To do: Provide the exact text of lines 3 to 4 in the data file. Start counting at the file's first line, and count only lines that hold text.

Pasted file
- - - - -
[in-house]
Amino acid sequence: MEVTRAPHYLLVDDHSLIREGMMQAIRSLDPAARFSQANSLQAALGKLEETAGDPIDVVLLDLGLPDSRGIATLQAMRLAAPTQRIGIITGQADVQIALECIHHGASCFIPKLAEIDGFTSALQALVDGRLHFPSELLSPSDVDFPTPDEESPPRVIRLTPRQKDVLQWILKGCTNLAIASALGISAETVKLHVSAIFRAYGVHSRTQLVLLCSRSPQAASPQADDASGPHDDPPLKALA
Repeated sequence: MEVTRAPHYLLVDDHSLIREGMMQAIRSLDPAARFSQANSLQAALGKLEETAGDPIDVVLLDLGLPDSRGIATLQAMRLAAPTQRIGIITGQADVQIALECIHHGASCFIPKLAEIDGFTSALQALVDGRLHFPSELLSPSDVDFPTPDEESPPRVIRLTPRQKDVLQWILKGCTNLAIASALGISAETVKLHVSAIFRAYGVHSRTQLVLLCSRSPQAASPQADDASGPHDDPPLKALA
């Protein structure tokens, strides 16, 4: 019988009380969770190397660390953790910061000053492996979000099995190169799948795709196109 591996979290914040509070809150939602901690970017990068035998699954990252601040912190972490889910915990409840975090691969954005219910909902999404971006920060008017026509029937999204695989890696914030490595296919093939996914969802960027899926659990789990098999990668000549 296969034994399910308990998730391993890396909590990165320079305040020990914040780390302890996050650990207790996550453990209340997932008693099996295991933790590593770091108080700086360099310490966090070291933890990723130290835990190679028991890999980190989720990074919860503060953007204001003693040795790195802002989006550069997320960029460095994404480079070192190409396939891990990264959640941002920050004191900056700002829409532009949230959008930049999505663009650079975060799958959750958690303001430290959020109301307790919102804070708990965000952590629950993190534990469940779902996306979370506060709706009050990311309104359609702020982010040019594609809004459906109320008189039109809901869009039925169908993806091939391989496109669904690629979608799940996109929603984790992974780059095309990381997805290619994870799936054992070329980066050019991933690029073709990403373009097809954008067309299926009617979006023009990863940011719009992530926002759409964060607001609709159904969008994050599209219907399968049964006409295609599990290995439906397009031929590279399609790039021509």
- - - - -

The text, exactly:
Repeated sequence: MEVTRAPHYLLVDDHSLIREGMMQAIRSLDPAARFSQANSLQAALGKLEETAGDPIDVVLLDLGLPDSRGIATLQAMRLAAPTQRIGIITGQADVQIALECIHHGASCFIPKLAEIDGFTSALQALVDGRLHFPSELLSPSDVDFPTPDEESPPRVIRLTPRQKDVLQWILKGCTNLAIASALGISAETVKLHVSAIFRAYGVHSRTQLVLLCSRSPQAASPQADDASGPHDDPPLKALA
């Protein structure tokens, strides 16, 4: 019988009380969770190397660390953790910061000053492996979000099995190169799948795709196109 591996979290914040509070809150939602901690970017990068035998699954990252601040912190972490889910915990409840975090691969954005219910909902999404971006920060008017026509029937999204695989890696914030490595296919093939996914969802960027899926659990789990098999990668000549 296969034994399910308990998730391993890396909590990165320079305040020990914040780390302890996050650990207790996550453990209340997932008693099996295991933790590593770091108080700086360099310490966090070291933890990723130290835990190679028991890999980190989720990074919860503060953007204001003693040795790195802002989006550069997320960029460095994404480079070192190409396939891990990264959640941002920050004191900056700002829409532009949230959008930049999505663009650079975060799958959750958690303001430290959020109301307790919102804070708990965000952590629950993190534990469940779902996306979370506060709706009050990311309104359609702020982010040019594609809004459906109320008189039109809901869009039925169908993806091939391989496109669904690629979608799940996109929603984790992974780059095309990381997805290619994870799936054992070329980066050019991933690029073709990403373009097809954008067309299926009617979006023009990863940011719009992530926002759409964060607001609709159904969008994050599209219907399968049964006409295609599990290995439906397009031929590279399609790039021509």